Showing posts from May, 2021

Short fiction recs! March-April 2021

  I thought that I didn’t get much reading done last month, but I present to you seventeen short story recs today, and there is still more amazing fiction that I didn’t have time to list here. I know we often say this on repeat, but it’s true: we’re living in a golden age of short stories.   Khōréō Magazine Issue 1.1 Khōréō is a new quarterly magazine, dedicated to “elevating the voices of immigrant and diaspora authors.”  The editors are particularly interested in fiction that explores themes of migration, and this shows clearly in their debut issue. The stories here brim with themes of family, diaspora, generational loss and change; with belonging and reclamation and what it means to make a home. These are fresh and surprising stories, that have innovative forms and put new twists on old tropes. I wanted to share each of the stories in this issue, because they are all worth reading, and this is a magazine that is worth watching.   “The Impossible Weight of Han” by Maria Do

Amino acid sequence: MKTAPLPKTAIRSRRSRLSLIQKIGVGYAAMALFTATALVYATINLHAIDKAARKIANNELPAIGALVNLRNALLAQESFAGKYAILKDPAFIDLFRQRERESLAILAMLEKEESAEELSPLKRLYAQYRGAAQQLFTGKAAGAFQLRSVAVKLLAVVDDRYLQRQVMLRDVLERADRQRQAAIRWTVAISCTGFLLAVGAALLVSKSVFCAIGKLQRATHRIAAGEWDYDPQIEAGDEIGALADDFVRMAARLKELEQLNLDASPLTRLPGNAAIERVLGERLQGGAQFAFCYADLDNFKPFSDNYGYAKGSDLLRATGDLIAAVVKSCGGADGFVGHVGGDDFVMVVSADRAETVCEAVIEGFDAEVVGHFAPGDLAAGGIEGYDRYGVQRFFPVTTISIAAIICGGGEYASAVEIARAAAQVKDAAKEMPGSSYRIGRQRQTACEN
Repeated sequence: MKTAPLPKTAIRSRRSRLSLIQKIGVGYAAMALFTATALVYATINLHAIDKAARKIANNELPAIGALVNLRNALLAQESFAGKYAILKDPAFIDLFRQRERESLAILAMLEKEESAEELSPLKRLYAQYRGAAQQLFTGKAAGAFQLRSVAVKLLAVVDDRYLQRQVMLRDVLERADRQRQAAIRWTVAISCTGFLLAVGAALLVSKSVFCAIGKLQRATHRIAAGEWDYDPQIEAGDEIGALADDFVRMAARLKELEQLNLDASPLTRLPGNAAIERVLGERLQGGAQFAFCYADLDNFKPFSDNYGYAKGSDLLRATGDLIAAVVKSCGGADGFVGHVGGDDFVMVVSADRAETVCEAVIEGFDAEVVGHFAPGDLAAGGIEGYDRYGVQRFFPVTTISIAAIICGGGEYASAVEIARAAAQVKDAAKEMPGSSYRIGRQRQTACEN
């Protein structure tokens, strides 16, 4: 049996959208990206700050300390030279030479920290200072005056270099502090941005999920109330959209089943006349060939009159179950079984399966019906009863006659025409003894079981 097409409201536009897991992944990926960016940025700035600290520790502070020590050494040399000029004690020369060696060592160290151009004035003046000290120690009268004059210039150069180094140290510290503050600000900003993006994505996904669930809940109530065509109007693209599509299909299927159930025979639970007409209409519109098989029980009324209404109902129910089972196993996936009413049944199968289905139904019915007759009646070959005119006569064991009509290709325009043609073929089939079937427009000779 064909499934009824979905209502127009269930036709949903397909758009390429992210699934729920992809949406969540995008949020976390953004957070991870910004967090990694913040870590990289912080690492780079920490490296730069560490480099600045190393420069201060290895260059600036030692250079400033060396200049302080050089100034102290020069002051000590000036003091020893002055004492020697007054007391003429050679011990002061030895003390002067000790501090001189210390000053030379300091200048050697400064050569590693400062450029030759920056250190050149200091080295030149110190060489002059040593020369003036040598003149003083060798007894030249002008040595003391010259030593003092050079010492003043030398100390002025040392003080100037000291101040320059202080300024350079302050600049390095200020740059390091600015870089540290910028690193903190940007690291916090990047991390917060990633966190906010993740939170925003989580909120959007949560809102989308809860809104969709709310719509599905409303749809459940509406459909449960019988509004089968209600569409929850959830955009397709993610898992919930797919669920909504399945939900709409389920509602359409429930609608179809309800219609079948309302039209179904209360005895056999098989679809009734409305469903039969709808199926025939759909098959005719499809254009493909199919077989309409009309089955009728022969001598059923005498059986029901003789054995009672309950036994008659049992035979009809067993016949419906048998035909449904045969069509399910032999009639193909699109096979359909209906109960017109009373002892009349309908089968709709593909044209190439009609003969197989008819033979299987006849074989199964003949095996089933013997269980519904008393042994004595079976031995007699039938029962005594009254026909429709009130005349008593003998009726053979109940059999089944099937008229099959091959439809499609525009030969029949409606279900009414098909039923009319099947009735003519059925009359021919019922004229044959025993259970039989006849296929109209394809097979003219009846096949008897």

Book thoughts and quote: Wild Swans: Three Daughters of China by Jung Chang

  I’ve finished reading Jung Chang’s  Wild Swans: Three Daughters of China , the classic memoir of one family’s experiences in China through Japanese occupation, the start of the Communist revolution, the utter madness of the Cultural Revolution, and beyond. Nearly every page provokes horror and outrage and incredulity, although there are also stories of stunning courage and human kindness. I started this book because I wanted to better understand how a nation gives into a charismatic dictator and slides into madness. I still don’t understand, no more than I understand certain events and movements of our present time.   There are so many passages that I underlined while reading this book. Passages relevant to our current time, passages depicting mass delusion and hysteria, a fevered cult of personality, zealotry, scapegoating, political cowardice, and the use of politics to grift and settle petty personal feuds.   Of the many passages I’ve underlined, I think of this one now, whi